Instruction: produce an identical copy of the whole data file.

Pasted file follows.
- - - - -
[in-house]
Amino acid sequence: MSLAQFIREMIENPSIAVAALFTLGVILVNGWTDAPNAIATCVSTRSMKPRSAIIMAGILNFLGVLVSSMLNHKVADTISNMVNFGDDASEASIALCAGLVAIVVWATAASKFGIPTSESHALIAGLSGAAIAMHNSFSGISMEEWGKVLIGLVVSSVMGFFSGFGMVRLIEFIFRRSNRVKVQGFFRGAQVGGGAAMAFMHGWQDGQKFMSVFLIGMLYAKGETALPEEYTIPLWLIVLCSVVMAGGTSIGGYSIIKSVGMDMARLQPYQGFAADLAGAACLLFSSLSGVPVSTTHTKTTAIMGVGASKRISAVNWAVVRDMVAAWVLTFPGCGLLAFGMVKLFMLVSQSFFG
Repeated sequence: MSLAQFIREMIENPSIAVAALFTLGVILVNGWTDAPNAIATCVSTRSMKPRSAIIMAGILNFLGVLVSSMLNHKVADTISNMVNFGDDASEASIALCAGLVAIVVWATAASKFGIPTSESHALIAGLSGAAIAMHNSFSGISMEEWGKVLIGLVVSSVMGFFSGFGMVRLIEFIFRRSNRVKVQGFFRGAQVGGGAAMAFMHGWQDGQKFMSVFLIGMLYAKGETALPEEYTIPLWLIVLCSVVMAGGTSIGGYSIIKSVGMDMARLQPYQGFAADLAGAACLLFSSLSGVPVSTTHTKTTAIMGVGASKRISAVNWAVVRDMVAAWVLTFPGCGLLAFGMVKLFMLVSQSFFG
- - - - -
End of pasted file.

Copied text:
[in-house]
Amino acid sequence: MSLAQFIREMIENPSIAVAALFTLGVILVNGWTDAPNAIATCVSTRSMKPRSAIIMAGILNFLGVLVSSMLNHKVADTISNMVNFGDDASEASIALCAGLVAIVVWATAASKFGIPTSESHALIAGLSGAAIAMHNSFSGISMEEWGKVLIGLVVSSVMGFFSGFGMVRLIEFIFRRSNRVKVQGFFRGAQVGGGAAMAFMHGWQDGQKFMSVFLIGMLYAKGETALPEEYTIPLWLIVLCSVVMAGGTSIGGYSIIKSVGMDMARLQPYQGFAADLAGAACLLFSSLSGVPVSTTHTKTTAIMGVGASKRISAVNWAVVRDMVAAWVLTFPGCGLLAFGMVKLFMLVSQSFFG
Repeated sequence: MSLAQFIREMIENPSIAVAALFTLGVILVNGWTDAPNAIATCVSTRSMKPRSAIIMAGILNFLGVLVSSMLNHKVADTISNMVNFGDDASEASIALCAGLVAIVVWATAASKFGIPTSESHALIAGLSGAAIAMHNSFSGISMEEWGKVLIGLVVSSVMGFFSGFGMVRLIEFIFRRSNRVKVQGFFRGAQVGGGAAMAFMHGWQDGQKFMSVFLIGMLYAKGETALPEEYTIPLWLIVLCSVVMAGGTSIGGYSIIKSVGMDMARLQPYQGFAADLAGAACLLFSSLSGVPVSTTHTKTTAIMGVGASKRISAVNWAVVRDMVAAWVLTFPGCGLLAFGMVKLFMLVSQSFFG